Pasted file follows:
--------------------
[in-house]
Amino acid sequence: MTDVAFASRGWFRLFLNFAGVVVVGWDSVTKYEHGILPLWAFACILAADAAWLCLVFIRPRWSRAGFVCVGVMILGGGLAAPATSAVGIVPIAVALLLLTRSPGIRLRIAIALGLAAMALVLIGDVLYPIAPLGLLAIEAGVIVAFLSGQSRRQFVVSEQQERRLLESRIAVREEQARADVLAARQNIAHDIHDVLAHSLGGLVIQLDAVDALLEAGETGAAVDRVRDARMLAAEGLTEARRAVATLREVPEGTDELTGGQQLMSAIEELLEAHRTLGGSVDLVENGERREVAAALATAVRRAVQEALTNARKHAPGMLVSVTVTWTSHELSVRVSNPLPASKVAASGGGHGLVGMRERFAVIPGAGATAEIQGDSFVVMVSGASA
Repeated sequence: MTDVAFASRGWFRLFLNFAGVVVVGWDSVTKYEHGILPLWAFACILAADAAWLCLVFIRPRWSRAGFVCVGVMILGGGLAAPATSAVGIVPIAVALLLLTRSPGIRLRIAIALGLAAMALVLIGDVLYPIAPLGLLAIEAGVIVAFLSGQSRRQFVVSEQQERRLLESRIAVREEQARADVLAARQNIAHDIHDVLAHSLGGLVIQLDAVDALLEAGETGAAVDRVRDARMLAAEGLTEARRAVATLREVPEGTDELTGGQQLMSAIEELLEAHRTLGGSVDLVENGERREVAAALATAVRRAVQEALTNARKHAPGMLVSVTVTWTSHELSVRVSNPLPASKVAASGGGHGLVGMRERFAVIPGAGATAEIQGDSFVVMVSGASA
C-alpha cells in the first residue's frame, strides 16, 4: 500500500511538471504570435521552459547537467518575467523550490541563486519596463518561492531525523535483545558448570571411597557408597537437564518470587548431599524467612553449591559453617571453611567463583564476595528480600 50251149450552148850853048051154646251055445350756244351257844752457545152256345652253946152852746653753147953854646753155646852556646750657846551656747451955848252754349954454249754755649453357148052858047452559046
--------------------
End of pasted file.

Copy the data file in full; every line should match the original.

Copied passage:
[in-house]
Amino acid sequence: MTDVAFASRGWFRLFLNFAGVVVVGWDSVTKYEHGILPLWAFACILAADAAWLCLVFIRPRWSRAGFVCVGVMILGGGLAAPATSAVGIVPIAVALLLLTRSPGIRLRIAIALGLAAMALVLIGDVLYPIAPLGLLAIEAGVIVAFLSGQSRRQFVVSEQQERRLLESRIAVREEQARADVLAARQNIAHDIHDVLAHSLGGLVIQLDAVDALLEAGETGAAVDRVRDARMLAAEGLTEARRAVATLREVPEGTDELTGGQQLMSAIEELLEAHRTLGGSVDLVENGERREVAAALATAVRRAVQEALTNARKHAPGMLVSVTVTWTSHELSVRVSNPLPASKVAASGGGHGLVGMRERFAVIPGAGATAEIQGDSFVVMVSGASA
Repeated sequence: MTDVAFASRGWFRLFLNFAGVVVVGWDSVTKYEHGILPLWAFACILAADAAWLCLVFIRPRWSRAGFVCVGVMILGGGLAAPATSAVGIVPIAVALLLLTRSPGIRLRIAIALGLAAMALVLIGDVLYPIAPLGLLAIEAGVIVAFLSGQSRRQFVVSEQQERRLLESRIAVREEQARADVLAARQNIAHDIHDVLAHSLGGLVIQLDAVDALLEAGETGAAVDRVRDARMLAAEGLTEARRAVATLREVPEGTDELTGGQQLMSAIEELLEAHRTLGGSVDLVENGERREVAAALATAVRRAVQEALTNARKHAPGMLVSVTVTWTSHELSVRVSNPLPASKVAASGGGHGLVGMRERFAVIPGAGATAEIQGDSFVVMVSGASA
C-alpha cells in the first residue's frame, strides 16, 4: 500500500511538471504570435521552459547537467518575467523550490541563486519596463518561492531525523535483545558448570571411597557408597537437564518470587548431599524467612553449591559453617571453611567463583564476595528480600 50251149450552148850853048051154646251055445350756244351257844752457545152256345652253946152852746653753147953854646753155646852556646750657846551656747451955848252754349954454249754755649453357148052858047452559046